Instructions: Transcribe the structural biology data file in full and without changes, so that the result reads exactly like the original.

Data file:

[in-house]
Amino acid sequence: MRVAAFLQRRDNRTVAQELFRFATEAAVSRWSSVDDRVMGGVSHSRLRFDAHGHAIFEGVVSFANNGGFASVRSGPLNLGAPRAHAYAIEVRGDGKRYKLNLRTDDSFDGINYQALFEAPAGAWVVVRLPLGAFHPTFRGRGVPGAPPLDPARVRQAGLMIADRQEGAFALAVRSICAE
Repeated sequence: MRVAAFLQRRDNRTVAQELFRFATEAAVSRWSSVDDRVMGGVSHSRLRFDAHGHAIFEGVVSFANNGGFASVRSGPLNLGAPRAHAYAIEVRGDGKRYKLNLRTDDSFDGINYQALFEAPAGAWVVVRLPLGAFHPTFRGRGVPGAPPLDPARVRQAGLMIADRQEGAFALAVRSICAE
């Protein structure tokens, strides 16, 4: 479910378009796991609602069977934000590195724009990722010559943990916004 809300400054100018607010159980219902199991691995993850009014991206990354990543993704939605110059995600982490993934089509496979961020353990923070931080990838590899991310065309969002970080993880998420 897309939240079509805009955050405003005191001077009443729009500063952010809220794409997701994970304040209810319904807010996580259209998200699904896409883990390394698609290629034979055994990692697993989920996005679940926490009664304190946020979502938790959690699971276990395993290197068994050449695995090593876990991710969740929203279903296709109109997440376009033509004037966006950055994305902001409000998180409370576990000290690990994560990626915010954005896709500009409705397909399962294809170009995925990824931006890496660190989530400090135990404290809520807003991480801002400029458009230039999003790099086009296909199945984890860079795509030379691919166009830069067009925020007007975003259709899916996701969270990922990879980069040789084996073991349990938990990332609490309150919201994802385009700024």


[in-house]
Amino acid sequence: MRVAAFLQRRDNRTVAQELFRFATEAAVSRWSSVDDRVMGGVSHSRLRFDAHGHAIFEGVVSFANNGGFASVRSGPLNLGAPRAHAYAIEVRGDGKRYKLNLRTDDSFDGINYQALFEAPAGAWVVVRLPLGAFHPTFRGRGVPGAPPLDPARVRQAGLMIADRQEGAFALAVRSICAE
Repeated sequence: MRVAAFLQRRDNRTVAQELFRFATEAAVSRWSSVDDRVMGGVSHSRLRFDAHGHAIFEGVVSFANNGGFASVRSGPLNLGAPRAHAYAIEVRGDGKRYKLNLRTDDSFDGINYQALFEAPAGAWVVVRLPLGAFHPTFRGRGVPGAPPLDPARVRQAGLMIADRQEGAFALAVRSICAE
């Protein structure tokens, strides 16, 4: 479910378009796991609602069977934000590195724009990722010559943990916004 809300400054100018607010159980219902199991691995993850009014991206990354990543993704939605110059995600982490993934089509496979961020353990923070931080990838590899991310065309969002970080993880998420 897309939240079509805009955050405003005191001077009443729009500063952010809220794409997701994970304040209810319904807010996580259209998200699904896409883990390394698609290629034979055994990692697993989920996005679940926490009664304190946020979502938790959690699971276990395993290197068994050449695995090593876990991710969740929203279903296709109109997440376009033509004037966006950055994305902001409000998180409370576990000290690990994560990626915010954005896709500009409705397909399962294809170009995925990824931006890496660190989530400090135990404290809520807003991480801002400029458009230039999003790099086009296909199945984890860079795509030379691919166009830069067009925020007007975003259709899916996701969270990922990879980069040789084996073991349990938990990332609490309150919201994802385009700024």